2. Depression

SAD, or Seasonal Affective Disorder, is a mood disorder characterized by depression that usually occurs during the winter months. It is related to the decrease in sunlight your body is getting. This can cause a drop in serotonin, our body’s chemical contributor to well-being and happiness, which studies have found rise with exposure to bright light and fall with reduced exposure to light. However, the drop in mood doesn’t only relate to the drop in serotonin, but can also be due to the vitamin D your body is missing during winter months. One longitudinal study from 2006 on 80 elderly participants found that those with the lowest levels of vitamin D were 11 times more prone to depression. [2]

3. Poor Skin Health

Vitamin D plays an important role in protecting skin cell health, reducing wrinkles, improving skin softness and maintaining a smooth, glowing complexion. At the same time, UV rays from extensive sun exposure can harm the health of your skin cells and in fact be dangerous to your health. It is important to be careful to find the right balance, and we’ll discuss more on this below.

Calcitriol, the activated form of vitamin D, is essential to skin cell growth, repair and metabolism in the renewal process. As your skin cells are constantly dying, keratinocytes (which account for 95% of all the cells in your epidermis) are the center that keep your skin cells dividing and differentiating in order to constantly regenerate. This activity creates the structure of your skin that locks in moisture and keeps your skin hydrated. Vitamin D is vital to keep this process running smoothly so your cells are renewing and your skin appears healthy and smooth. [3]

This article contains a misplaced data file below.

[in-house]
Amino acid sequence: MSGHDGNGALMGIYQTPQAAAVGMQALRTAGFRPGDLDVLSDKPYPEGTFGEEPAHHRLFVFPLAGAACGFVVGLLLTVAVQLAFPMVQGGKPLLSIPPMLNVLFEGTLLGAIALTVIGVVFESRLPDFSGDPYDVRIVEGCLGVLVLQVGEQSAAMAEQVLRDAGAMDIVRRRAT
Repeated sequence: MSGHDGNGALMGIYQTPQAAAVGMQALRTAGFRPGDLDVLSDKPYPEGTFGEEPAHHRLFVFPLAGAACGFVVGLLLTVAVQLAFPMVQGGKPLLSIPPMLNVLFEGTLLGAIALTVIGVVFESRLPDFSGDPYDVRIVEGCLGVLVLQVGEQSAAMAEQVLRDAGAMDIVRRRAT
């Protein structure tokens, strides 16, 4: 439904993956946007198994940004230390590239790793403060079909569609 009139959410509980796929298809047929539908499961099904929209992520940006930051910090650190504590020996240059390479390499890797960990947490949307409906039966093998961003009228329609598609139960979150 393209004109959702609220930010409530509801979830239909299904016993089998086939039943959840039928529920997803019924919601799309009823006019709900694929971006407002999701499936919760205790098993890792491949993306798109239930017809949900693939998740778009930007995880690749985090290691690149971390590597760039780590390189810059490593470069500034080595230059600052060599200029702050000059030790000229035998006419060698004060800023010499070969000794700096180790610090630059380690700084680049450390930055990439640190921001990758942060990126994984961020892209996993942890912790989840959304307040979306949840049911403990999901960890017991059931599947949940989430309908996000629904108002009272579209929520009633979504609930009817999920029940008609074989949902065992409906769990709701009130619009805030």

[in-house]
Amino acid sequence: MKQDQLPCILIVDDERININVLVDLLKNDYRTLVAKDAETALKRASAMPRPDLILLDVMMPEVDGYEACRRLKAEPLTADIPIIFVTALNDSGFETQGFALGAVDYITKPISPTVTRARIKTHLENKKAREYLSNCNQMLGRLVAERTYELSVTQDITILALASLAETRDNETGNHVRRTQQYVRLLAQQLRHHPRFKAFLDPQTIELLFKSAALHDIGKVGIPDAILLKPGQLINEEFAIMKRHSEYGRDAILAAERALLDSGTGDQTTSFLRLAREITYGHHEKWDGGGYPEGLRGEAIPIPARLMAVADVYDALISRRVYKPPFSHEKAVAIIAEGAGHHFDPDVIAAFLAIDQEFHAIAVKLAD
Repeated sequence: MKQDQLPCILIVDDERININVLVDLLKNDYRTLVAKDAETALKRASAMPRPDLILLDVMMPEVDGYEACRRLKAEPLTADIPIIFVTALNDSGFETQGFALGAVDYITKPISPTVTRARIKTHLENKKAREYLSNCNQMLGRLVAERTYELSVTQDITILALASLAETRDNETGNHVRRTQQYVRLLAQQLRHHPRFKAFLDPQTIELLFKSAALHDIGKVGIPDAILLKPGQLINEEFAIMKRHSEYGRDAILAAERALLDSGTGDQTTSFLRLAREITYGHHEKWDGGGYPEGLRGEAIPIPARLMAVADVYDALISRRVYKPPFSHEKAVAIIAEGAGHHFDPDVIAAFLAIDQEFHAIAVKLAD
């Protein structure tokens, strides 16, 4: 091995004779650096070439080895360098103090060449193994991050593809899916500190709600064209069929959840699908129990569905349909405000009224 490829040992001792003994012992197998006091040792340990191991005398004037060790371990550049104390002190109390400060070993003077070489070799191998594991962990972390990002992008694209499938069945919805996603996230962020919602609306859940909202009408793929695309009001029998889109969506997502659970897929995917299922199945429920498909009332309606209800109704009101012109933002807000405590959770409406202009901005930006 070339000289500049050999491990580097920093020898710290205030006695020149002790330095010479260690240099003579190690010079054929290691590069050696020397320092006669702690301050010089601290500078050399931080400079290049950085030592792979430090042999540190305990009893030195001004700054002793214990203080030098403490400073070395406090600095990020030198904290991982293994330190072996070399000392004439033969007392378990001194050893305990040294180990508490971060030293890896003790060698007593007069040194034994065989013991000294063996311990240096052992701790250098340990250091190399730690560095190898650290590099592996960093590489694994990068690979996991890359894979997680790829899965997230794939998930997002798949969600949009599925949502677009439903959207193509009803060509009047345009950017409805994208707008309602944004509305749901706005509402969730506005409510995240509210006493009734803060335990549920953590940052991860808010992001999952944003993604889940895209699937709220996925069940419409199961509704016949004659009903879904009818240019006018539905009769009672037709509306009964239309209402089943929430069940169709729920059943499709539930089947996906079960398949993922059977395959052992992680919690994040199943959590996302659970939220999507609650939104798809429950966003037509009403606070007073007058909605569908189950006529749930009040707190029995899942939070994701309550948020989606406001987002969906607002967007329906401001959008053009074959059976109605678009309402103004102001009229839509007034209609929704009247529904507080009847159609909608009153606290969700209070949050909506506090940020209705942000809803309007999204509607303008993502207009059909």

4. Acne or Eczema

Part of this process extends to issues with acne or eczema when you have a vitamin D deficiency. Because vitamin D is a hormone, a deficiency can likely have an affect on your other hormones and a hormone imbalance is possible. In addition, proper vitamin D levels stimulate your T-cells to fight infection, including the acne bacteria. Vitamin D is also known to cool inflammation and control your insulin response, helpful in reducing severe skin conditions such as acne or eczema.

One study on oral vitamin D supplementation found the clinical improvement of patients with atopic dermatitis, or the inflammation of skin known as eczema. Vitamin D may also impact sebocytes, cells in your body that that excrete oil, by producing proteins with antibacterial properties. [4]

5. Weakened Immunity

A vitamin D deficiency can play a role in autoimmune diseases (when the immune system attacks its own organs and tissues) such as Multiple Sclerosis (MS), Type 1 Diabetes, or Irritable Bowel Syndrome. Researchers have found MS rates to be higher far north or far south of the equator where exposure to sunlight is more limited. One Finnish study found that children who regularly took vitamin D supplements during infancy had a 90% lower risk of developing type 1 diabetes than those who did not.

Vitamin D can also play a role in your body’s response to infectious diseases like the flu, common cold, or tuberculosis. Calcitriol is known to boost the immune cell production of microbe-fighting proteins, and researchers found that adults with low D levels were more likely to report having a recent cold, cough, or upper respiratory infection. [5]

Vitamin D supplementation can prove further benefits for women. One study by researchers in Iran found that a bacterial infection in the vagina, Bacterial Vaginosis (BV), was effectively cured with vitamin D supplementation. [6]